Firstly, I would like to say that there is not ‘a way that teenagers talk to each other’, as some reviewers have commented. I have heard a few that actually sound quite literate – so, for me, the teenage conversation was fine. (Perhaps I could read it as a translation of what they actually said!) The thing I found most surreal about this book was that there was not a cellphone, facebook page or electronic device involved. Technologically speaking, this book was set in the 70’s. Evocatively. And I liked that.
Will is a Year 12 boy who lives with his grandparents since his mother left to join a commune 5 years ago. His father, Bill, (and yes that can get a bit confusing) parents a bit like a hawk – Will says, ‘Dad’s like that – circles around in the hills by himself most of the time, then every now and then he lands nearby, stares at you, silent and fierce, then he’s up and gone again.’ Will sees himself as a nerdy bookworm, and this is further verified when Woody (a rugby player of course) starts to bully Will at school. At about the same time, Will meets Conway, a new girl at school, and the daughter of a Guidance Counsellor that he has a bit of an unfortunate conversation with when she queries his lateness to school each day. In typical teenage fashion he decides to play with her a little, because he can, without further thought to how the mother of a girl he likes might interpret what he says. Also, Will’s mother is now back in the country, and Will, having idealised her to bits, wants to visit her, feeling that she would understand him better than anyone, and help to put things right. (We all know how that’s going to turn out, right?) Conway appears to show interest in Will, and then backs off (mysteriously to Will, but obvious to the reader), Will learns martial arts and then one day Woody turns up…and – you get the picture.
This book is not about the plot. It’s about the telling of the story. It celebrates language and plays with it all the time. Perky, Will’s best friend, speaks like a thesaurus, ‘A miniscule sun, a tiny luteous orb’ is how he describes a ball of earwax plucked from his ear. When he flicks the wax, it lands on the board between red and wheelbarrow – William Carlos Williams. Perky is quirky – no doubt about that, but as he says himself, it’s a pose – a defence mechanism, ‘Don’t worry, the dean’s very nice. We’re great friends, though of course she is somewhat concerned about my extreme attention-seeking behaviour. But hell, people who live in glasshouses shouldn’t shoot skeet.’
Young Will is inclined to a bit of verbal virtuosity himself, for example, when milking Hex, the cow (an hilarious scene), sounding almost Shakespearean, ‘set your foot, a hex on you, set your foot, poxy cow,’ he crooned. In maths, a parabola turns into a poem
equals rain, squared
plus sun? Cloud mountains
roil and mound.
This book is such an interesting mix of ideas that every time I think about it, something else comes to mind. Of course it brings to mind Atwood’s ‘The Blind Assassin’, having a novel within a novel, but also, ‘A Handmaid’s Tale’, with the dystopian, repressive society represented in Will’s journal. Narcissus, from Greek mythology who turns into a daffodil, staring into the beautiful reflection of himself in the pond, is the tongue-in-cheek way Brown shows Will’s self-absorbed mother. In a more ‘boy’ way, though, how can we not think of the Marvel comics – Clark Kent being brought up in the country, on a farm, with his ‘grandparents’. It’s interesting that it is Conway, a girl, who is obsessed with the graphic novels – most books would have the boys reading the graphic novels and the girls being the book worms. But then Conway is an artist. At times, Conway is drawn as a character from a graphic novel – when she mimics the finch-like behaviour of her mother, ‘she pursed her lips, put her head on one side and made her eyes round and glassy’ makes her sound more like a Manga than a person, or a finch!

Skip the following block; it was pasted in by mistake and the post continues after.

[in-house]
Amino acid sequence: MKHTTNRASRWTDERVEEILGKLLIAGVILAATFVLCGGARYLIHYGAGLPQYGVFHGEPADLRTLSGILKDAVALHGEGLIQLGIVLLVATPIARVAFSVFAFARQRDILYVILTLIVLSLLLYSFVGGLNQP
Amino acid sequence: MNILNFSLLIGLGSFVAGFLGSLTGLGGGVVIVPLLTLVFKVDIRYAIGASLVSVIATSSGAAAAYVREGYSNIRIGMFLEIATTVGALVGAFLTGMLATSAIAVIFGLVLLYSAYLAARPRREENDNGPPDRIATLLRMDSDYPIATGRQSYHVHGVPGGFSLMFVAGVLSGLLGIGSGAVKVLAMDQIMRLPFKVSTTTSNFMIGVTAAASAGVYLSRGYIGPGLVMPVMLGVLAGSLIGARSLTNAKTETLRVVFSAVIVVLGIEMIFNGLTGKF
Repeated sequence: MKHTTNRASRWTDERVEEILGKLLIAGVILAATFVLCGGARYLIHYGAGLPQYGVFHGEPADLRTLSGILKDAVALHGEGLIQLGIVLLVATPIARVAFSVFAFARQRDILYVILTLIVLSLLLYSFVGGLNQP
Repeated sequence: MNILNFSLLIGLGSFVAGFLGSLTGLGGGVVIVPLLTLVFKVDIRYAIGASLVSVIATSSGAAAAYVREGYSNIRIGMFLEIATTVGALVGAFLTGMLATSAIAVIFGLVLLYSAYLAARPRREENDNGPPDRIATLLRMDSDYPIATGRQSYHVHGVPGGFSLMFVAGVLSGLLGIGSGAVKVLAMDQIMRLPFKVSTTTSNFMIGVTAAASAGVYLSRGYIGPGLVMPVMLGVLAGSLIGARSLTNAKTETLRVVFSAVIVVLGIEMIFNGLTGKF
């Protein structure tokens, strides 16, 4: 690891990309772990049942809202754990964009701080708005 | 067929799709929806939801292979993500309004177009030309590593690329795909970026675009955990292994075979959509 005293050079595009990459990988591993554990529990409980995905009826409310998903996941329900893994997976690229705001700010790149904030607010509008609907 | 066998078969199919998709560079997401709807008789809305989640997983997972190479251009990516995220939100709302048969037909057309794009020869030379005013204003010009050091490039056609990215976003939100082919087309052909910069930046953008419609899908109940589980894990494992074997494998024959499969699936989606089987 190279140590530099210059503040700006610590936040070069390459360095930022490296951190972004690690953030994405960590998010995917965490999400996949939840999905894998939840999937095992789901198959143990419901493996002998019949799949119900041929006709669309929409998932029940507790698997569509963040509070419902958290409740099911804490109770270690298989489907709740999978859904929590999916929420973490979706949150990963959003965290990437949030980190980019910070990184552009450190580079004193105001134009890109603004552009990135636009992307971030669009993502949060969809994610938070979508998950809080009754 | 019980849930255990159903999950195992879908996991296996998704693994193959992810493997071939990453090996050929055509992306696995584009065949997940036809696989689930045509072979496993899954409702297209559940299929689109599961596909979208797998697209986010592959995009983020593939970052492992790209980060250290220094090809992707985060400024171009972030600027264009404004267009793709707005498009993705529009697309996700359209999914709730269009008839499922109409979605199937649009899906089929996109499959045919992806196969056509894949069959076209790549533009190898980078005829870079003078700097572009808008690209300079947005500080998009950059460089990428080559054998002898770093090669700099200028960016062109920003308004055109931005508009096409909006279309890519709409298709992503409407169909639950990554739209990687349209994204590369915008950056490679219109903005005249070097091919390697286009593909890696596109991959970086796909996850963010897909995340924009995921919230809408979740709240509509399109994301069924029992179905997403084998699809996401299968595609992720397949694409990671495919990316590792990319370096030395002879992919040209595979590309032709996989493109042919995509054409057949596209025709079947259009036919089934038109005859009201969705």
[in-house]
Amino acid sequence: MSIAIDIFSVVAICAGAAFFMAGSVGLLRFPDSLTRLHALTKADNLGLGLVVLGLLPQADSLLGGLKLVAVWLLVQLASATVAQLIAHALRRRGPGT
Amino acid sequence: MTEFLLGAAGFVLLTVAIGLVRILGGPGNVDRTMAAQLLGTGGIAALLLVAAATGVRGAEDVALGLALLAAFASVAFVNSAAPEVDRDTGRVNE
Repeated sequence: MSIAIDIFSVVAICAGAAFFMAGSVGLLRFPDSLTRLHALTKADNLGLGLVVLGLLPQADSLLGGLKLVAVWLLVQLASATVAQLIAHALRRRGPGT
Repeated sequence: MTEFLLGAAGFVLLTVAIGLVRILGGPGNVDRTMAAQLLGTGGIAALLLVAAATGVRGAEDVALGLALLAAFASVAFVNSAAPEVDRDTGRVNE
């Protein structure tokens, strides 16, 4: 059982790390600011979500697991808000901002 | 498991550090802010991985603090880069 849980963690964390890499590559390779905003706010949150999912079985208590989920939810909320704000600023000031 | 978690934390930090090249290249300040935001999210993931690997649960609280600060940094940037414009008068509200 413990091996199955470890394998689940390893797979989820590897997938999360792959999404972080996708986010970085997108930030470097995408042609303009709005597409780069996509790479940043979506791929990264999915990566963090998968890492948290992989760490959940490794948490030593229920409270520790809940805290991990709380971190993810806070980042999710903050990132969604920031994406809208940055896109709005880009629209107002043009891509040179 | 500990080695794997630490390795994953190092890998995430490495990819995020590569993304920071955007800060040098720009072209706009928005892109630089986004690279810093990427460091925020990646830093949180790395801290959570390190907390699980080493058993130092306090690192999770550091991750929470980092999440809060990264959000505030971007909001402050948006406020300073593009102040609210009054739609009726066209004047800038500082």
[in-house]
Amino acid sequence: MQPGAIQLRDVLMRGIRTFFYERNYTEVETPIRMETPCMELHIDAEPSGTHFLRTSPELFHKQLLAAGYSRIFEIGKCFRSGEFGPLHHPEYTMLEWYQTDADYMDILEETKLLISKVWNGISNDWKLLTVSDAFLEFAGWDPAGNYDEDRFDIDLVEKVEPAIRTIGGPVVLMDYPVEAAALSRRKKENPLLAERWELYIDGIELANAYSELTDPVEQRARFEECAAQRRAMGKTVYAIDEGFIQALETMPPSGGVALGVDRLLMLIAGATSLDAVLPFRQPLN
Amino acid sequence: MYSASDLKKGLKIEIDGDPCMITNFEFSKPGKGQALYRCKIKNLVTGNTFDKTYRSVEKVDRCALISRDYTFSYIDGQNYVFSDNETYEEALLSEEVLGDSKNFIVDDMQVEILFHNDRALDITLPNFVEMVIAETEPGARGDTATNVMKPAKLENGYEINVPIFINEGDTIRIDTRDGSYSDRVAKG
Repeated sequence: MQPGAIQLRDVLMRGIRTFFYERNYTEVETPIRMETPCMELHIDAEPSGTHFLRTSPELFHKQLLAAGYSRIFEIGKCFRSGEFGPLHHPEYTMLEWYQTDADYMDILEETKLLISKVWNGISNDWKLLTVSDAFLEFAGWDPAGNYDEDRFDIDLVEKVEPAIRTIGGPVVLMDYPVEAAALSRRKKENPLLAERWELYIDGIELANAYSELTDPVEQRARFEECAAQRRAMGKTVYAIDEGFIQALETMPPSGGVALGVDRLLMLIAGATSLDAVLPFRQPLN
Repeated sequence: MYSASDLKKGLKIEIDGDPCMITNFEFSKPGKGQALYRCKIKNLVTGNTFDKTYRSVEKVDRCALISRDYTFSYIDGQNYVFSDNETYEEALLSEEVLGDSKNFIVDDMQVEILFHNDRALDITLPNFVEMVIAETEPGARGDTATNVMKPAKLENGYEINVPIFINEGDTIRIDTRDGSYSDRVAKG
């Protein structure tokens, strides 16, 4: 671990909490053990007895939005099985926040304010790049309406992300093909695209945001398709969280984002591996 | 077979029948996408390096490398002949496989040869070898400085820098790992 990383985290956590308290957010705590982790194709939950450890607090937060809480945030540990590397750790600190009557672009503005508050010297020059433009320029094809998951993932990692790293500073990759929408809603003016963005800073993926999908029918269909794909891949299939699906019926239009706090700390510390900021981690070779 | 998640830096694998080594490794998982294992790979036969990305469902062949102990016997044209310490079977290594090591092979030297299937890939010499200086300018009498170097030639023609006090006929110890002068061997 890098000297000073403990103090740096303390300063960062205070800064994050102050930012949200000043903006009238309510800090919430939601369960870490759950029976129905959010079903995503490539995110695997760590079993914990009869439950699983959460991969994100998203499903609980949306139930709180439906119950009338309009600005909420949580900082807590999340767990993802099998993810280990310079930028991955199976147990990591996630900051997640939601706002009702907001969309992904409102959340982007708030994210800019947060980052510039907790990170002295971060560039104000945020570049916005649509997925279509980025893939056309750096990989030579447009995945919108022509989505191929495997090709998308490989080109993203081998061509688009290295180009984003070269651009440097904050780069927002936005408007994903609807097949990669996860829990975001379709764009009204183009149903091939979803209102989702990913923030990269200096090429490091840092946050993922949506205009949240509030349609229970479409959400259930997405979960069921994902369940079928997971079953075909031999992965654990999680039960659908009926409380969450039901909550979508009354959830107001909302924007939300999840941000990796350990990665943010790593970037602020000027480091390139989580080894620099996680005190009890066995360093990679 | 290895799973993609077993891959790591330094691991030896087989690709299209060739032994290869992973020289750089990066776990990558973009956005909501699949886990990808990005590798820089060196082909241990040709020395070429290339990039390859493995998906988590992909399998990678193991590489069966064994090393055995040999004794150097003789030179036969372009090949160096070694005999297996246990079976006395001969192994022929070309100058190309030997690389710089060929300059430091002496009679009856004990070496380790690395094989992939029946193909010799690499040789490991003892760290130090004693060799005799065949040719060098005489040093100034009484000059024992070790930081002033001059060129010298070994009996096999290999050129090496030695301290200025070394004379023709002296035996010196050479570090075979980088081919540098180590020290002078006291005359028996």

Maybe this is a new form of fantasy writing – set in the here and now – but in a parallel universe where we still drive Valiants and Vdubs, listen to Elvis and have grandmothers who bake endless delectable delights – some of which I haven’t tasted for years. Reading this nearly made me run for my other great Kiwi classic – the Edmonds Cookbook – to bake an Albert cake – whatever that is…and some ginger crunch (not mentioned in this book, but the best thing my mum used to bake on Saturday mornings, while Dad and my older brother were mowing the lawns.) And this book does evoke that time.
Is it too removed from reality – I’m not sure. After all, as this book points out in so many different ways, what is reality? Is it what we experience, is it what people experience of us, is it the reality we build to protect ourselves, is it the reality that dawns on us piece by piece as we put the bits of the puzzle together. This book is perhaps a meditation on life, ‘the point of meditation isn’t to get to a place where you have no thoughts, but where you aren’t involved in them. Where you’re separate, able to observe them, or not, at your leisure.’
This book has been shortlisted for the Young Adult Section of this year’s New Zealand Post Children’s Book Awards, and also won the inaugural Tessa Duder Award for Young Adult Fiction.
I’m off to offer it as a possibility to my RR, without telling him any of this, of course. I’m pretty sure he’ll just enjoy the story.